After the start of the Second World War, all Germans in Palestine were declared enemy aliens. The British authorities sent them to Sarona, Bethlehem (Galilee), Waldheim (today's Allonei Abba) and Wilhelma. In summer 1941, 665 German internees, mostly young families with children, were deported to Australia, leaving those who were too old or sick. In December 1941 and in the course of 1942 another 400 German internees, mostly wives and children of men who had enlisted in the Wehrmacht, were released - via Turkey - to Germany for the purpose of family reunification.[7]

In 1945 the Italian and Hungarian internees were released but the Britons refused to repatriate the remaining German internees to the British zone in Germany. In 1947, they were allowed to emigrate to Australia.[8] By May 14, 1948, when Israel declared independence, only 50 Templers remained in the country.[9]

Moshav[edit]

Restored historic home in Bethlehem of Galilee

On 17 April 1948, the Haganah captured the village and it was resettled by Jewish farmers. Much of the original Templer architecture survives, and is similar in style to the homes built by the Templers in other parts of the country, such as Sarona in Tel Aviv, Wilhelma (today Bnei Atarot) and the German colonies of Haifa and Jerusalem.

In recent years, tourism has replaced agriculture as the main economic branch. A dairy, a herb farm, restaurants and country-style accommodation are among the tourist-oriented businesses in the village today.[3]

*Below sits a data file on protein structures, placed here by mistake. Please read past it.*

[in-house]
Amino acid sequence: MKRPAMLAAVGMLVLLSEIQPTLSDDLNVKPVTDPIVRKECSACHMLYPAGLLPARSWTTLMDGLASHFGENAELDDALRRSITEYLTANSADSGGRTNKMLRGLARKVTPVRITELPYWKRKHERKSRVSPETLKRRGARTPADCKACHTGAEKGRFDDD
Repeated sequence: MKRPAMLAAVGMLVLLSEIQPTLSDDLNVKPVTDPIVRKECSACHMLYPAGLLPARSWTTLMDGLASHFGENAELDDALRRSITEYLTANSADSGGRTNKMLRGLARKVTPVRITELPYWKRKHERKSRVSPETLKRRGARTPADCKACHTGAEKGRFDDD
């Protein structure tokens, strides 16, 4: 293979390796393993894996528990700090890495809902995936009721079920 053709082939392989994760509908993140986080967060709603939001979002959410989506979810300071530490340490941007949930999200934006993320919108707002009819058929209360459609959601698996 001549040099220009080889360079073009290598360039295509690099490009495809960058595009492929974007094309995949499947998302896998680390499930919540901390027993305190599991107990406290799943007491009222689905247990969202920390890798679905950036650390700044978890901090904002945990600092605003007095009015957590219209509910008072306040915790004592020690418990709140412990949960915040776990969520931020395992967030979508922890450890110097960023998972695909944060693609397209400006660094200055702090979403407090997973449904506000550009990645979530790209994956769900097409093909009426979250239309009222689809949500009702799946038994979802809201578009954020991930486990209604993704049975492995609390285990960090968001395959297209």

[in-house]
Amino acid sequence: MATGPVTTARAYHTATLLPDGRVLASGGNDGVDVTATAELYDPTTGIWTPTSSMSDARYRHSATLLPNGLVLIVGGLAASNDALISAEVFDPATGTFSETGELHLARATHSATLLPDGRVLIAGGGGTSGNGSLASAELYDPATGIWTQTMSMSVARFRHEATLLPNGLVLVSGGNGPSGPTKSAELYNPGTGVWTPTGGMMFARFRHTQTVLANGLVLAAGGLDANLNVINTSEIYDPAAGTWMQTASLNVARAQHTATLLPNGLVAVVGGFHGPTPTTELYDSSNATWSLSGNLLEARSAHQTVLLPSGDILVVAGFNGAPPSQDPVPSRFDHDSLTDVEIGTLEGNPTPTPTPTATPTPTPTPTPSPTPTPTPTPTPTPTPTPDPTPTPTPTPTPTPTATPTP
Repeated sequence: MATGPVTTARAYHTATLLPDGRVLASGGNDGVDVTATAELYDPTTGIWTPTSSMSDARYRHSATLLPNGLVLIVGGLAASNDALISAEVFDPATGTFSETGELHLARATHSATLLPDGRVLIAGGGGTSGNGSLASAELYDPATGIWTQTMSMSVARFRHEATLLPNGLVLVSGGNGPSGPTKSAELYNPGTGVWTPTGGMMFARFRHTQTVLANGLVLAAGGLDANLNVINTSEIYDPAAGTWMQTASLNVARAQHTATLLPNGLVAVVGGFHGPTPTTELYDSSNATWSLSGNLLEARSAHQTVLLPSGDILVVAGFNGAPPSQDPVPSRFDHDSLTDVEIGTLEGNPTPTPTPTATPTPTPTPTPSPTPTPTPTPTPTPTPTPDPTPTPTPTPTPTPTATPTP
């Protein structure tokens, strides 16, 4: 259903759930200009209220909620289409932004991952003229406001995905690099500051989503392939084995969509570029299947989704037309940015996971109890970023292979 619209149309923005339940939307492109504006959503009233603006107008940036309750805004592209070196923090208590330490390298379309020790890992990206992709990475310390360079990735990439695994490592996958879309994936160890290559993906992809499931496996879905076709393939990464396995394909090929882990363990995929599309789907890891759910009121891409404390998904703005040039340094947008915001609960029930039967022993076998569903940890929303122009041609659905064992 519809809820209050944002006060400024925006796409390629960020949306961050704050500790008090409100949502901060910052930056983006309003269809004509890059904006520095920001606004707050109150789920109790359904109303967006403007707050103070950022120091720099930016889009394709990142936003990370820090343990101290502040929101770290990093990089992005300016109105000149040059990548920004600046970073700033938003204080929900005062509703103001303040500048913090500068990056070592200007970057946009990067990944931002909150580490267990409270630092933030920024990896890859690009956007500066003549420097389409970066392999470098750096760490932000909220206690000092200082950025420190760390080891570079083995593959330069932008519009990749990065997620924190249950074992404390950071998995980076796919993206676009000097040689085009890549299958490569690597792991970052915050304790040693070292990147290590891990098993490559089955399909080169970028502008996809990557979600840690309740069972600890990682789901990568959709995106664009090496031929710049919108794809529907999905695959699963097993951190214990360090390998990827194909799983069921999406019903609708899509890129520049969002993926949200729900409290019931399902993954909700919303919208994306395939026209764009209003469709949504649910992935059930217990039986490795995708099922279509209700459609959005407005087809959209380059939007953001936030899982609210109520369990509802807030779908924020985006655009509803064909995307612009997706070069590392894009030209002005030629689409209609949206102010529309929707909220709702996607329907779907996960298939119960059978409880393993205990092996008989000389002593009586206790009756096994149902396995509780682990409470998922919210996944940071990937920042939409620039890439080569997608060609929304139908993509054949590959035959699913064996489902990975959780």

References[edit]

  1. ^ Negev,Avraham/Gibson,Shimon, Archaeological Encyclopedia of the Holy Land, New York/London 2001 (=Negev), p.80
  2. ^ Negev, p.80
  3. ^ a b c [1]
  4. ^ Ralf Balke, Hakenkreuz im Heiligen Land: Die NSDAP-Landesgruppe Palästina, Erfurt: Sutton, 2001, p. 41. ISBN 3-89702-304-0
  5. ^ Paul Sauer,Vom Land um den Asperg im Namen Gottes nach Palästina und Australien: Die wechselvolle Geschichte der Tempelgesellschaft, lecture held on 20 October 1995 in Burgstetten on the occasion of the 750th anniversary of Kirschenhardthof, printed as Schriftenreihe TG, No. 1 (1996), p. 17
  6. ^ Ralf Balke, Hakenkreuz im Heiligen Land: Die NSDAP-Landesgruppe Palästina, Erfurt: Sutton, 2001, p. 81. ISBN 3-89702-304-0
  7. ^ Paul Sauer,Vom Land um den Asperg im Namen Gottes nach Palästina und Australien: Die wechselvolle Geschichte der Tempelgesellschaft, lecture held on 20 October 1995 in Burgstetten on the occasion of the 750th anniversary of Kirschenhardthof, printed as Schriftenreihe TG, No. 1 (1996), pp. 18seqq.
  8. ^ Paul Sauer,Vom Land um den Asperg im Namen Gottes nach Palästina und Australien: Die wechselvolle Geschichte der Tempelgesellschaft, lecture held on 20 October 1995 in Burgstetten on the occasion of the 750th anniversary of Kirschenhardthof, printed as Schriftenreihe TG, No. 1 (1996), p. 19.
  9. ^ Paul Sauer,Vom Land um den Asperg im Namen Gottes nach Palästina und Australien: Die wechselvolle Geschichte der Tempelgesellschaft, lecture held on 20 October 1995 in Burgstetten on the occasion of the 750th anniversary of Kirschenhardthof, printed as Schriftenreihe TG, No. 1 (1996), p. 20.